Doing business with Thomas Salmen

Doing business with Thomas Salmen

The CTO of Orcon talks about War (the book) and innovation.

Where were you educated?
High school in Okaihau in the Bay of Islands. University at Massey in Auckland, then postgrad at University of Auckland. Where do you live? Waterview, Auckland.

Are you married? Kids? Married, no kids so far.

What are your interests outside work? Motorcycles, photography, travel, Twitter.

What are you reading at the moment? War, by Sebastian Junger. And The Yiddish Policemen’s Union, by Michael Chabon.

Professionally, who do you admire most? Okay, so I know this is going to be a horrendous cliché and I hate myself slightly for saying this, but I do think that Steve Jobs is one of the most interesting people in our industry today.

I suppose that’s kind of admiration. I’m fascinated how he’s managed to turn his business into one of the most successful in history – seemingly through a culture of extreme focus, innovation, and engineering principle.

Frightening, but awe-inspiring – kind of like watching a volcano erupt and not being sure if you’re far enough away yet.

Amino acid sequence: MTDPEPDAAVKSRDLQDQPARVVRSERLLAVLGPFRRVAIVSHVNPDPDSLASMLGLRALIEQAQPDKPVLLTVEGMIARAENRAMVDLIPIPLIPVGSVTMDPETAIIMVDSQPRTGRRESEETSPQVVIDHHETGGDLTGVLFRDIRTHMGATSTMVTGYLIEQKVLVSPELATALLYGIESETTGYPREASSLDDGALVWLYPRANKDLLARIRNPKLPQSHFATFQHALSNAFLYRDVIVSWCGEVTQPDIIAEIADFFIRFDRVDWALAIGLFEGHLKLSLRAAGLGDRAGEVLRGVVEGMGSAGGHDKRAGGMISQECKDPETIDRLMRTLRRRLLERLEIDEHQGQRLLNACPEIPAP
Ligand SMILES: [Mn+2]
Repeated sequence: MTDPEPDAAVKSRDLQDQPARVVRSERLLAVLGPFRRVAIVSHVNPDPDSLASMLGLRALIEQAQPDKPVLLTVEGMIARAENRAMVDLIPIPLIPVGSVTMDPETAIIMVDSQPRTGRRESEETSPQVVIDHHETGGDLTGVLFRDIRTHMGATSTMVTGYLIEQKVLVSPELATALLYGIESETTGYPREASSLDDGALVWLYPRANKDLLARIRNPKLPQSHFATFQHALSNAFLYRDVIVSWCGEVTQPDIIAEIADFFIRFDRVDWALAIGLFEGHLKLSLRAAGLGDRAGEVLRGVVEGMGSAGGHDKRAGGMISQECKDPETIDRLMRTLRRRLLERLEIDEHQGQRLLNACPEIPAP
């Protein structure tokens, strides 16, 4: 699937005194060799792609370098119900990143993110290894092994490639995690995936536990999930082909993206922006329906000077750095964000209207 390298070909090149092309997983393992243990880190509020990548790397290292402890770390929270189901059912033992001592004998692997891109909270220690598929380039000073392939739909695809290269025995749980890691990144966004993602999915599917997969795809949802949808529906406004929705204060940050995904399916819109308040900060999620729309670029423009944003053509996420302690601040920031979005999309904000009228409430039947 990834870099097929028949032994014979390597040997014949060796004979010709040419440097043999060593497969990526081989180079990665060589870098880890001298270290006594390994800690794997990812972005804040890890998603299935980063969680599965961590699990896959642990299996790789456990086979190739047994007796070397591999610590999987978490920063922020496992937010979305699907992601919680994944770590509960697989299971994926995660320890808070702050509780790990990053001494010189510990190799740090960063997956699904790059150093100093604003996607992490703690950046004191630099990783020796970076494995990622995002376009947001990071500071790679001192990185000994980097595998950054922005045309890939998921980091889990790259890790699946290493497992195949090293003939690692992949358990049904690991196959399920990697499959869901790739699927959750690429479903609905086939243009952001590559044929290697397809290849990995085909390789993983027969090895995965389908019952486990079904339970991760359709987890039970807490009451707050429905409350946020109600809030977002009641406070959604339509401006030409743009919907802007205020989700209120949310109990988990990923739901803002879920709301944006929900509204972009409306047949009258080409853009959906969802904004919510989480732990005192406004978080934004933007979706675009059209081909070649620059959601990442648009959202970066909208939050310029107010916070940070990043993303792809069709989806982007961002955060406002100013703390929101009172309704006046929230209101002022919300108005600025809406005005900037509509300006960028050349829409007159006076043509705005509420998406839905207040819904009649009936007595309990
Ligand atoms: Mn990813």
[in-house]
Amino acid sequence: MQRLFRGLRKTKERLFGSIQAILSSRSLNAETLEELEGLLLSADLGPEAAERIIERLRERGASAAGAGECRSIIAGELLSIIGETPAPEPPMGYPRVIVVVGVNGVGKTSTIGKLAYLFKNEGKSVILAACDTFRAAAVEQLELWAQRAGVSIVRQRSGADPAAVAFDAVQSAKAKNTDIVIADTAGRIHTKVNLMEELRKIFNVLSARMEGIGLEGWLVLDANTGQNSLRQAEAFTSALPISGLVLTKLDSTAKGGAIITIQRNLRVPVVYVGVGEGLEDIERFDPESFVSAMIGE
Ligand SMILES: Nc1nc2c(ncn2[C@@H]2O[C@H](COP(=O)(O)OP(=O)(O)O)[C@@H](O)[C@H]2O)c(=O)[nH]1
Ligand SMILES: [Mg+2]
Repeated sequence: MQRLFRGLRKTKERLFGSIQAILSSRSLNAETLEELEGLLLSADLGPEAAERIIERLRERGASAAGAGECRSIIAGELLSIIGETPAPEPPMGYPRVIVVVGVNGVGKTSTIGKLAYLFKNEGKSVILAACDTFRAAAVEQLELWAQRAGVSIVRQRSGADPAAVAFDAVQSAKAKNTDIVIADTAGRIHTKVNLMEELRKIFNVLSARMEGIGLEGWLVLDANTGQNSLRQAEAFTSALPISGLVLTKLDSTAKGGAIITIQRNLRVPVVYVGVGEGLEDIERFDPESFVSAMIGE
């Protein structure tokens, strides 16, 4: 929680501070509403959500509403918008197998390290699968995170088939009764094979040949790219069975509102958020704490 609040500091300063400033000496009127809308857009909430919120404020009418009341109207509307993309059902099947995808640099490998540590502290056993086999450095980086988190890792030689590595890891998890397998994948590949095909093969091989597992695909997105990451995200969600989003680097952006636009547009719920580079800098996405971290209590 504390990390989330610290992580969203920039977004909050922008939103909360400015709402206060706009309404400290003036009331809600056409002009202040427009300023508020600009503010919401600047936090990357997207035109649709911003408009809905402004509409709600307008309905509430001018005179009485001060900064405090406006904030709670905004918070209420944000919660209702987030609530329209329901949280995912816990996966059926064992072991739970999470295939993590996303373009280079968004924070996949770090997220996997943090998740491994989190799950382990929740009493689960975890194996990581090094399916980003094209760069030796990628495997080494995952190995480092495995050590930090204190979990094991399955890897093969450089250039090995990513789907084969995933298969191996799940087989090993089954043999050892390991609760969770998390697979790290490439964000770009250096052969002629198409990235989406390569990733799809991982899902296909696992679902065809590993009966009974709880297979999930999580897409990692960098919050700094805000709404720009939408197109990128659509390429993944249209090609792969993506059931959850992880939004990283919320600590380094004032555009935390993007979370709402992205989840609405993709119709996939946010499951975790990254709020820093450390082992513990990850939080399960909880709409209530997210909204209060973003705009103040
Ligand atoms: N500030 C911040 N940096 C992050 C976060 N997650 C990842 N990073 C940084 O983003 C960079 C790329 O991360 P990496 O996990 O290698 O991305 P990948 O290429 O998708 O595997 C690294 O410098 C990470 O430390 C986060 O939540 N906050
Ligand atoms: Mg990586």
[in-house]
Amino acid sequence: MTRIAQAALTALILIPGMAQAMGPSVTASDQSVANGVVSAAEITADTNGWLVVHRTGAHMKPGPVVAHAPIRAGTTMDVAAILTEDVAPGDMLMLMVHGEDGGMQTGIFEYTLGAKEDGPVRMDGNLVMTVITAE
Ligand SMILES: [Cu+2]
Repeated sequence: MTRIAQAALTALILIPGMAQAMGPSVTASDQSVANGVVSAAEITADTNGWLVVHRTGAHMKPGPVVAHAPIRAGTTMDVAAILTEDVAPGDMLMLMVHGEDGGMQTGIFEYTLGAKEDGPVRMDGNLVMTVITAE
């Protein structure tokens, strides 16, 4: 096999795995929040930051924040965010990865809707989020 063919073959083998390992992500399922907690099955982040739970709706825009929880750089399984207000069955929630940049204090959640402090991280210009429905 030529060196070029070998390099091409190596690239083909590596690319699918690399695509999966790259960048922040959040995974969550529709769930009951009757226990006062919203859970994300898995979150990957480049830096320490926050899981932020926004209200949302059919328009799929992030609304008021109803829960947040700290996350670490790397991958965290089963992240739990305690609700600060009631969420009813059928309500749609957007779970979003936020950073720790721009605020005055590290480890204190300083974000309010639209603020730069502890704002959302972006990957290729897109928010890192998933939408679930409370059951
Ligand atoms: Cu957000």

What is the best piece of advice you have ever received? “Don’t buy that car”. Sadly, I ignored it.

A lesson you’ve never forgotten? Buying that car.

How long have you been working in IT? Since the late 90s. I left university in 1998 and fell into a job working on the Telecom Xtra helpdesk. Made my way to a junior systems admin role not long afterwards.

What was your first job? At high school I worked in the orchards in Kerikeri picking fruit, and baling hay in the summer. Once I was at university, I worked 60 hours a week (including five graveyard shifts a week) at a gas station. I didn’t manage to keep that up very long...

What’s the best thing about working with IT executives? I’ve always found IT people in general to be some of the most innovative people there are. I’m constantly amazed at the things that some people seem to be able to do, even with the odds stacked heavily against them. IT seems to attract a high proportion of these innovative, agile, brilliant individuals.

What is the worst? Working with those who have lost their spark of innovation, had it driven out of them, or never had it in the first place.

What is your favourite networking situation? Something low-key and offering a better opportunity for one on one engagement. Small bar rather than large conference hall.

It’s not for the beer – I’m not a drinker – but I prefer to engage on a personal 1:1 level than sway an entire room at once.

What will you do when you retire? Travel extensively, and photograph it. Preferably on the back of a motorbike.

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